Glaciovolcanism at Volcán Sollipulli, southern Chile: lithofacies analysis and interpretation

Lachowycz, Stefan M.; Pyle, David M.; Gilbert, Jennie S.; Mather, Tamsin A.; Mee, Katy; Naranjo, José A.; Hobbs, Laura K.. 2015 Glaciovolcanism at Volcán Sollipulli, southern Chile: lithofacies analysis and interpretation. Journal of Volcanology and Geothermal Research, 303. 59-78.

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Magma–ice–meltwater interactions produce diverse landforms and lithofacies, reflecting the multitude of factors that influence glaciovolcanism, including both magmatic (e.g., composition, eruption rate) and glacial (e.g., ice thickness, thermal regime) conditions. This is exemplified by the walls of the partly ice-filled summit caldera of Volcán Sollipulli, a stratovolcano in southern Chile, which include lithofacies from eruptions of a wide range of magma compositions beneath or in contact with ice. Here we analyse these lithofacies and hence propose new interpretations of the eruptive and glacial history of Sollipulli. The facies include a thick, laterally extensive sequence of fragmental glaciovolcanic deposits, comprising massive, mafic lava pillow-bearing hyaloclastite overlain by sills and then hyaloclastic debris flow deposits (similar to Dalsheidi-type sequences). The distribution and thickness of these units indicate an unusual abundance of magma–meltwater interaction for an arc stratovolcano in temperate latitudes, perhaps due to eruptions beneath a thick ice cap. Coherent lava coulées, domes, lobes, and stacks of basaltic andesite–trachydacite composition are present around the top of the caldera rim; these display morphologies and fracture patterns on caldera-facing margins that indicate that the caldera was filled with ice when these lavas were erupted. The lithofacies characterised in this study demonstrate the diversity of glaciovolcanism that is possible at arc stratovolcanoes capped by temperate ice or with ice-filled calderas, and the potential for uncertainties in inference of the palaeoenvironmental conditions of their emplacement.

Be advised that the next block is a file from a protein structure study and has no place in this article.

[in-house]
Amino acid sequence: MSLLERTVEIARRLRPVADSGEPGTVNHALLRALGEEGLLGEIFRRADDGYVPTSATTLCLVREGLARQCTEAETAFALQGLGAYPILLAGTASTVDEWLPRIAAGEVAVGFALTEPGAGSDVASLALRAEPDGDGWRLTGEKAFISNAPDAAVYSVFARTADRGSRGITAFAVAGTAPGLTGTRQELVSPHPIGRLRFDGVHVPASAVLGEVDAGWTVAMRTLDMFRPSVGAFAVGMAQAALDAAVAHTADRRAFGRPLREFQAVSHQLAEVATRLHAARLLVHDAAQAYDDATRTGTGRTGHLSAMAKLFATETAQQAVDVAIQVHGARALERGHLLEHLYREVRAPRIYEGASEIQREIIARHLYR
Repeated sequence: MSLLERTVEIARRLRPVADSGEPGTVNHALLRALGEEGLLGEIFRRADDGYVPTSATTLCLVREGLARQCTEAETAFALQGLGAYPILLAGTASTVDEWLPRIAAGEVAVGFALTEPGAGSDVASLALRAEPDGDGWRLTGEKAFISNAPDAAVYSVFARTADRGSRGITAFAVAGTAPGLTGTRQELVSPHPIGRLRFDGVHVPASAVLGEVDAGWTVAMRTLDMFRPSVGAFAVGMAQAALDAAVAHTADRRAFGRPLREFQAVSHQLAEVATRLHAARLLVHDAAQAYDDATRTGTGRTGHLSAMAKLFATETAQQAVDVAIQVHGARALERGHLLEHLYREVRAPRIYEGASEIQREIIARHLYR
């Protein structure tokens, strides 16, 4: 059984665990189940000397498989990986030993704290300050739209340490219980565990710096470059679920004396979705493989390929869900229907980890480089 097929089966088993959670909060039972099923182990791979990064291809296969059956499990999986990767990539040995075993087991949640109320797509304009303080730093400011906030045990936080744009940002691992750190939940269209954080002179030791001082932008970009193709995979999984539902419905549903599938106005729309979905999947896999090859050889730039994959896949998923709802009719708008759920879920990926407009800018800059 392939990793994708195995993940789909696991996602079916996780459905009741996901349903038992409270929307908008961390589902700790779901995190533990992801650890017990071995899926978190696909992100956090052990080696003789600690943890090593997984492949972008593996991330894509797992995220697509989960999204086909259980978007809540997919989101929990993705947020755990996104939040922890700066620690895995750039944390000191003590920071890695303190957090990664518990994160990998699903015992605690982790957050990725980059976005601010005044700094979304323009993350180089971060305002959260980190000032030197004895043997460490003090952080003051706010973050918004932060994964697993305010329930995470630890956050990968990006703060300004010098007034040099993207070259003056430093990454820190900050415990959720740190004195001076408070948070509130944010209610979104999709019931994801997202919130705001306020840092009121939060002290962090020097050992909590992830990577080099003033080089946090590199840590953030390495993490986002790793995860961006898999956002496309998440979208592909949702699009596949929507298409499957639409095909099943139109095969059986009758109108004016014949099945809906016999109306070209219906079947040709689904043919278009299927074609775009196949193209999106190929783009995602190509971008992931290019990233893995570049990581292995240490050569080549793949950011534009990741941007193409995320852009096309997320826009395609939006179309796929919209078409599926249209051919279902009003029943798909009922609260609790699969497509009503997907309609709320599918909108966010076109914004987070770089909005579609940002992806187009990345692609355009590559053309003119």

Item Type: Publication - Article
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ISSN: 03770273
Date made live: 09 Feb 2016 14:57 +0 (UTC)

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